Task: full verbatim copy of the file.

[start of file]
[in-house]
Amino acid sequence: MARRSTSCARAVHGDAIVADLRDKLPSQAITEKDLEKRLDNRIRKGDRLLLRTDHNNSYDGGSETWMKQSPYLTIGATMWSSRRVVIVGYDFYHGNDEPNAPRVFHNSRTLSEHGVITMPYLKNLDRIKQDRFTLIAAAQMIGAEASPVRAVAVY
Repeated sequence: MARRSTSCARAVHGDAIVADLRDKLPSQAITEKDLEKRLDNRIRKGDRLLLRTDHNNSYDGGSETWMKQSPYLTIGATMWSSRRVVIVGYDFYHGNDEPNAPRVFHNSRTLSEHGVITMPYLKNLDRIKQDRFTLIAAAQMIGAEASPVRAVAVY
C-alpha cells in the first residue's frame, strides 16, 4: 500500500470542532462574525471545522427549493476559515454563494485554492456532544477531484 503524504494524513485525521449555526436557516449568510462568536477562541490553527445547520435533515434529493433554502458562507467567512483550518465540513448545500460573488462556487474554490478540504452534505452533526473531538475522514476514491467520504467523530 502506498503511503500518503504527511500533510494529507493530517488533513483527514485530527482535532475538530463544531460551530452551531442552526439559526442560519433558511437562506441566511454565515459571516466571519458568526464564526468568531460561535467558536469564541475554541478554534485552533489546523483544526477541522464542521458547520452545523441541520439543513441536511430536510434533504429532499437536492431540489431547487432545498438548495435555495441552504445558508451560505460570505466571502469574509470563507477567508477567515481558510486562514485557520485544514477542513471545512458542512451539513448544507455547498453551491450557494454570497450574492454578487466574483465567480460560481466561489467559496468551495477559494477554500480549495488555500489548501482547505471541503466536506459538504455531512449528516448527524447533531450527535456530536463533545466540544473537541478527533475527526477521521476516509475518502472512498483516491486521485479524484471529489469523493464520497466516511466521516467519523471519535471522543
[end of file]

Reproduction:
[in-house]
Amino acid sequence: MARRSTSCARAVHGDAIVADLRDKLPSQAITEKDLEKRLDNRIRKGDRLLLRTDHNNSYDGGSETWMKQSPYLTIGATMWSSRRVVIVGYDFYHGNDEPNAPRVFHNSRTLSEHGVITMPYLKNLDRIKQDRFTLIAAAQMIGAEASPVRAVAVY
Repeated sequence: MARRSTSCARAVHGDAIVADLRDKLPSQAITEKDLEKRLDNRIRKGDRLLLRTDHNNSYDGGSETWMKQSPYLTIGATMWSSRRVVIVGYDFYHGNDEPNAPRVFHNSRTLSEHGVITMPYLKNLDRIKQDRFTLIAAAQMIGAEASPVRAVAVY
C-alpha cells in the first residue's frame, strides 16, 4: 500500500470542532462574525471545522427549493476559515454563494485554492456532544477531484 503524504494524513485525521449555526436557516449568510462568536477562541490553527445547520435533515434529493433554502458562507467567512483550518465540513448545500460573488462556487474554490478540504452534505452533526473531538475522514476514491467520504467523530 502506498503511503500518503504527511500533510494529507493530517488533513483527514485530527482535532475538530463544531460551530452551531442552526439559526442560519433558511437562506441566511454565515459571516466571519458568526464564526468568531460561535467558536469564541475554541478554534485552533489546523483544526477541522464542521458547520452545523441541520439543513441536511430536510434533504429532499437536492431540489431547487432545498438548495435555495441552504445558508451560505460570505466571502469574509470563507477567508477567515481558510486562514485557520485544514477542513471545512458542512451539513448544507455547498453551491450557494454570497450574492454578487466574483465567480460560481466561489467559496468551495477559494477554500480549495488555500489548501482547505471541503466536506459538504455531512449528516448527524447533531450527535456530536463533545466540544473537541478527533475527526477521521476516509475518502472512498483516491486521485479524484471529489469523493464520497466516511466521516467519523471519535471522543